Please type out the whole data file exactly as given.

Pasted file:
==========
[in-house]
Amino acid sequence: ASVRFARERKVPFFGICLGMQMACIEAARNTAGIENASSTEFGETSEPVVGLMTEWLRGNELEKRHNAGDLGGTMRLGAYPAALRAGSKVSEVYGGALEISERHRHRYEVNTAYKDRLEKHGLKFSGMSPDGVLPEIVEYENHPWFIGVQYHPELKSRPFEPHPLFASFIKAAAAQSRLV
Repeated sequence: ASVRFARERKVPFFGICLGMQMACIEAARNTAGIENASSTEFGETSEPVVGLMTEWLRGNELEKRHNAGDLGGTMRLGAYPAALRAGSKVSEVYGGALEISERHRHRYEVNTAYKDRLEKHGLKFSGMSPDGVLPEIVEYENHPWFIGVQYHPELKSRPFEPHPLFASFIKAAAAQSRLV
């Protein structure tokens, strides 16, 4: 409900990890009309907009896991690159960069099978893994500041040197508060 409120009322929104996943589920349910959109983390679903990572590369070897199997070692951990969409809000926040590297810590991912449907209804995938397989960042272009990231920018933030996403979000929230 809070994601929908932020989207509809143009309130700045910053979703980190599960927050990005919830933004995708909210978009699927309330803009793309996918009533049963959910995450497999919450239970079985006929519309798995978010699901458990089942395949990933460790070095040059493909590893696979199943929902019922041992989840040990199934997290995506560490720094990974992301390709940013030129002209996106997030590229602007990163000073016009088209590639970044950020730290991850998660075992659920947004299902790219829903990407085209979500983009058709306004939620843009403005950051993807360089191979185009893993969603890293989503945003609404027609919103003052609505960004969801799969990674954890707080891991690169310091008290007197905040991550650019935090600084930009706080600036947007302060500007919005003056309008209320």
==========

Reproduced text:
[in-house]
Amino acid sequence: ASVRFARERKVPFFGICLGMQMACIEAARNTAGIENASSTEFGETSEPVVGLMTEWLRGNELEKRHNAGDLGGTMRLGAYPAALRAGSKVSEVYGGALEISERHRHRYEVNTAYKDRLEKHGLKFSGMSPDGVLPEIVEYENHPWFIGVQYHPELKSRPFEPHPLFASFIKAAAAQSRLV
Repeated sequence: ASVRFARERKVPFFGICLGMQMACIEAARNTAGIENASSTEFGETSEPVVGLMTEWLRGNELEKRHNAGDLGGTMRLGAYPAALRAGSKVSEVYGGALEISERHRHRYEVNTAYKDRLEKHGLKFSGMSPDGVLPEIVEYENHPWFIGVQYHPELKSRPFEPHPLFASFIKAAAAQSRLV
């Protein structure tokens, strides 16, 4: 409900990890009309907009896991690159960069099978893994500041040197508060 409120009322929104996943589920349910959109983390679903990572590369070897199997070692951990969409809000926040590297810590991912449907209804995938397989960042272009990231920018933030996403979000929230 809070994601929908932020989207509809143009309130700045910053979703980190599960927050990005919830933004995708909210978009699927309330803009793309996918009533049963959910995450497999919450239970079985006929519309798995978010699901458990089942395949990933460790070095040059493909590893696979199943929902019922041992989840040990199934997290995506560490720094990974992301390709940013030129002209996106997030590229602007990163000073016009088209590639970044950020730290991850998660075992659920947004299902790219829903990407085209979500983009058709306004939620843009403005950051993807360089191979185009893993969603890293989503945003609404027609919103003052609505960004969801799969990674954890707080891991690169310091008290007197905040991550650019935090600084930009706080600036947007302060500007919005003056309008209320």